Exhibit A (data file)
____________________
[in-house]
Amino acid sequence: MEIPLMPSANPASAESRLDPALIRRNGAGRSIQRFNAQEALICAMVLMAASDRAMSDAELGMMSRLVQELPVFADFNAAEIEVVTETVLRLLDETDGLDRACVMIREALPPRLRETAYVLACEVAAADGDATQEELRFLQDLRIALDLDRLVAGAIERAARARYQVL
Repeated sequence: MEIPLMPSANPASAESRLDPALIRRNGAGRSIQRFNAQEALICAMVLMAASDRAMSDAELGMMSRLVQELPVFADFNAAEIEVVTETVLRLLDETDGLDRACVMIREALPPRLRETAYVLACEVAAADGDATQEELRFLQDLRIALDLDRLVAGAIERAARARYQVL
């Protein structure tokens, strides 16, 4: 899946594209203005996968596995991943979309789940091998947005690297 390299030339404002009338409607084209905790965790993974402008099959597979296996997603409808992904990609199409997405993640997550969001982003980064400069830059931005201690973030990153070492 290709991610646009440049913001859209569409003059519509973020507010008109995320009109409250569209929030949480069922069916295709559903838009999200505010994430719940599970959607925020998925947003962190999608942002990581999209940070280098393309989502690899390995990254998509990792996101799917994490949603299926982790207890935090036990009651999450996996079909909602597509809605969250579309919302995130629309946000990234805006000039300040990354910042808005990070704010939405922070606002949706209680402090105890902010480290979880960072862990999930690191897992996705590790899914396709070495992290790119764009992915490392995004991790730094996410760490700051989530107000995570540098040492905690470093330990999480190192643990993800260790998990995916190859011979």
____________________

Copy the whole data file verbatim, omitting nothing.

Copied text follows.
[in-house]
Amino acid sequence: MEIPLMPSANPASAESRLDPALIRRNGAGRSIQRFNAQEALICAMVLMAASDRAMSDAELGMMSRLVQELPVFADFNAAEIEVVTETVLRLLDETDGLDRACVMIREALPPRLRETAYVLACEVAAADGDATQEELRFLQDLRIALDLDRLVAGAIERAARARYQVL
Repeated sequence: MEIPLMPSANPASAESRLDPALIRRNGAGRSIQRFNAQEALICAMVLMAASDRAMSDAELGMMSRLVQELPVFADFNAAEIEVVTETVLRLLDETDGLDRACVMIREALPPRLRETAYVLACEVAAADGDATQEELRFLQDLRIALDLDRLVAGAIERAARARYQVL
């Protein structure tokens, strides 16, 4: 899946594209203005996968596995991943979309789940091998947005690297 390299030339404002009338409607084209905790965790993974402008099959597979296996997603409808992904990609199409997405993640997550969001982003980064400069830059931005201690973030990153070492 290709991610646009440049913001859209569409003059519509973020507010008109995320009109409250569209929030949480069922069916295709559903838009999200505010994430719940599970959607925020998925947003962190999608942002990581999209940070280098393309989502690899390995990254998509990792996101799917994490949603299926982790207890935090036990009651999450996996079909909602597509809605969250579309919302995130629309946000990234805006000039300040990354910042808005990070704010939405922070606002949706209680402090105890902010480290979880960072862990999930690191897992996705590790899914396709070495992290790119764009992915490392995004991790730094996410760490700051989530107000995570540098040492905690470093330990999480190192643990993800260790998990995916190859011979």